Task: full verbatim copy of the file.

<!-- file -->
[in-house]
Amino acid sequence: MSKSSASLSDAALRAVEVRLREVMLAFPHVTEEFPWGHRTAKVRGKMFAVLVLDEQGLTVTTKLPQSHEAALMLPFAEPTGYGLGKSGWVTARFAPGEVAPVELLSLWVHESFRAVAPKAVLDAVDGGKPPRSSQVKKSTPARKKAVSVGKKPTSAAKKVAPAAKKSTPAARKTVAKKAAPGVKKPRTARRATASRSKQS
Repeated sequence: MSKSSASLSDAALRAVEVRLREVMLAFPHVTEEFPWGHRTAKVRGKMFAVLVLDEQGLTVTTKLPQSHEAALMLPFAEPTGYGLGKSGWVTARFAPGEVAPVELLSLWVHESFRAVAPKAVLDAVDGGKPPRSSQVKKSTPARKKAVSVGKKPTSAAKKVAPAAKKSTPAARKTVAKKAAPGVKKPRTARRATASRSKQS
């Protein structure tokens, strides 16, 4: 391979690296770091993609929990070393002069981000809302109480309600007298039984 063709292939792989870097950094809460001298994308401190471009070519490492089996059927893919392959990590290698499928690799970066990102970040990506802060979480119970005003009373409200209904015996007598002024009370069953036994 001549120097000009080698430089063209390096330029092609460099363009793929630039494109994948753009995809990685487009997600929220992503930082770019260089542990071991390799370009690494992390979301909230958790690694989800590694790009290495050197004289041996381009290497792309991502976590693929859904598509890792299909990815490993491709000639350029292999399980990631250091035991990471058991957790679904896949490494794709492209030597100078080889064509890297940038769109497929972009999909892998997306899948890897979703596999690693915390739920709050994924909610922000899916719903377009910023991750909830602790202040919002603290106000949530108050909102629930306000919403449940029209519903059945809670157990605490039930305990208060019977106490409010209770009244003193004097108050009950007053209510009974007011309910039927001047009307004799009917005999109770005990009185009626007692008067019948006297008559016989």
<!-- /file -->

[in-house]
Amino acid sequence: MSKSSASLSDAALRAVEVRLREVMLAFPHVTEEFPWGHRTAKVRGKMFAVLVLDEQGLTVTTKLPQSHEAALMLPFAEPTGYGLGKSGWVTARFAPGEVAPVELLSLWVHESFRAVAPKAVLDAVDGGKPPRSSQVKKSTPARKKAVSVGKKPTSAAKKVAPAAKKSTPAARKTVAKKAAPGVKKPRTARRATASRSKQS
Repeated sequence: MSKSSASLSDAALRAVEVRLREVMLAFPHVTEEFPWGHRTAKVRGKMFAVLVLDEQGLTVTTKLPQSHEAALMLPFAEPTGYGLGKSGWVTARFAPGEVAPVELLSLWVHESFRAVAPKAVLDAVDGGKPPRSSQVKKSTPARKKAVSVGKKPTSAAKKVAPAAKKSTPAARKTVAKKAAPGVKKPRTARRATASRSKQS
């Protein structure tokens, strides 16, 4: 391979690296770091993609929990070393002069981000809302109480309600007298039984 063709292939792989870097950094809460001298994308401190471009070519490492089996059927893919392959990590290698499928690799970066990102970040990506802060979480119970005003009373409200209904015996007598002024009370069953036994 001549120097000009080698430089063209390096330029092609460099363009793929630039494109994948753009995809990685487009997600929220992503930082770019260089542990071991390799370009690494992390979301909230958790690694989800590694790009290495050197004289041996381009290497792309991502976590693929859904598509890792299909990815490993491709000639350029292999399980990631250091035991990471058991957790679904896949490494794709492209030597100078080889064509890297940038769109497929972009999909892998997306899948890897979703596999690693915390739920709050994924909610922000899916719903377009910023991750909830602790202040919002603290106000949530108050909102629930306000919403449940029209519903059945809670157990605490039930305990208060019977106490409010209770009244003193004097108050009950007053209510009974007011309910039927001047009307004799009917005999109770005990009185009626007692008067019948006297008559016989």